The Minister will have read, marked, learnt and inwardly digested, to his equal profit and pleasure, the 23 columns of Hansard in which this order was debated in another place. And so it will come as no surprise to him to learn that we on these Benches are not entirely happy with the order. We wish the proposal had never been made and believe that no good will come of it. However, the order was voted upon in another place and it is the convention of your Lordships' House not to dispute such a decision.
We are unhappy with the order for a number of reasons. I shall mention just three. First, the debate in another place exposed the enormous power that any Minister may arrogate to himself under the Deregulation and Contracting Out Act 1994, since it would allow total freedom to vary a scheme which has some 1.25 million participants and running costs of the order of £15 million per annum. The Minister may do that without primary legislation and with remarkably little debate.
Secondly, the order has not been the subject of a comprehensive review. The scheme is presently administered by the TPA and was formerly run by the predecessor of the DFEE. In the only consultation which the Government undertook the claims of neither the TPA nor the DFEE to administer the scheme were considered. The only option was how the scheme could best be privatised or--a hideous word which has now crept into our language--"contractorised". Somebody in America said recently that there is no noun that cannot be "verbed".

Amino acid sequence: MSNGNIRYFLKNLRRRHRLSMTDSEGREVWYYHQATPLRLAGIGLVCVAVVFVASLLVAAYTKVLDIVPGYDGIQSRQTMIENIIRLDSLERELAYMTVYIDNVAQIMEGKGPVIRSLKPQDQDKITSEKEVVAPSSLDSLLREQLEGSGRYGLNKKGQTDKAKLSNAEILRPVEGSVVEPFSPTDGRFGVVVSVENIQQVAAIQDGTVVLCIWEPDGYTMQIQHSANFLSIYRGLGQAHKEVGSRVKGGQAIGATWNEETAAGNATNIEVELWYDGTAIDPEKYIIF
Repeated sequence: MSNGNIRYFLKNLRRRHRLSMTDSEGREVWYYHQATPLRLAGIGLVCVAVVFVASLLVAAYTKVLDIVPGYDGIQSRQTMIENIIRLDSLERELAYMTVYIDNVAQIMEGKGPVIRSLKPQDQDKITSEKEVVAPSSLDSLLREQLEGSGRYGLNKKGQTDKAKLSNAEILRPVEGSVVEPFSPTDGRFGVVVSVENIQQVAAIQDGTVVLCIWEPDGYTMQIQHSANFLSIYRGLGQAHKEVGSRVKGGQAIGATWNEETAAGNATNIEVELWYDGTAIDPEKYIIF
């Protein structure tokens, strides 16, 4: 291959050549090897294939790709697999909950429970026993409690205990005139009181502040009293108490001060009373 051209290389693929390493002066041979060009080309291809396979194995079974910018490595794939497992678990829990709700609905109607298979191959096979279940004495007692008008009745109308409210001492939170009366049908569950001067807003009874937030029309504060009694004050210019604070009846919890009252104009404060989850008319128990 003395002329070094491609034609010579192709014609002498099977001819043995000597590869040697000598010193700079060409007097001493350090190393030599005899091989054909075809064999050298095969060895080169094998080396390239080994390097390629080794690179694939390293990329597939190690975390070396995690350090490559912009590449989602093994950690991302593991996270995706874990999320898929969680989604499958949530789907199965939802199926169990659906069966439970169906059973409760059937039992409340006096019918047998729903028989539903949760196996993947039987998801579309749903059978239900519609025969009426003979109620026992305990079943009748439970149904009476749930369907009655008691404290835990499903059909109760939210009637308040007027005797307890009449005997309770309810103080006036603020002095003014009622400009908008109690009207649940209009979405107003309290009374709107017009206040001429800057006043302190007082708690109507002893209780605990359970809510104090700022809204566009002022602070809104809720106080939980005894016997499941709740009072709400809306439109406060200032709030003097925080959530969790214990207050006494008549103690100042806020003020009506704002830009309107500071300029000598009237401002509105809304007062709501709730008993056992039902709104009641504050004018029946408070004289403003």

A fair and just review would have examined all possibilities and not prejudged the vital issue. As I understand it, the original consultation involved 131 organisations and 128 of those refused to endorse the proposal. Only three positive endorsements were recorded. But the Government ignored that result and went ahead in spite of it with the privatisation option, dismissing those who were consulted on the grounds that,
Thirdly, we oppose the order because the proposal will undoubtedly lead to job losses among the TPA staff in Darlington. There can surely be no other way in which significant savings could be made, since everyone seems to agree that the TPA provides an excellent service to members of the scheme, has achieved or exceeded all its key efficiency targets and runs the proverbial "very tight ship".
Why were KPMG asked to advise on only one option for the future of the scheme? Given its terms of reference it seems to have been precluded from advising that the administration would be best left exactly as it is, or from considering any other possibility. Does not that fact, together with the Government's almost contemptuous dismissal of the clear result of its consultation exercise, suggest that the whole thing was cut and dried, decided in advance and ideologically controlled?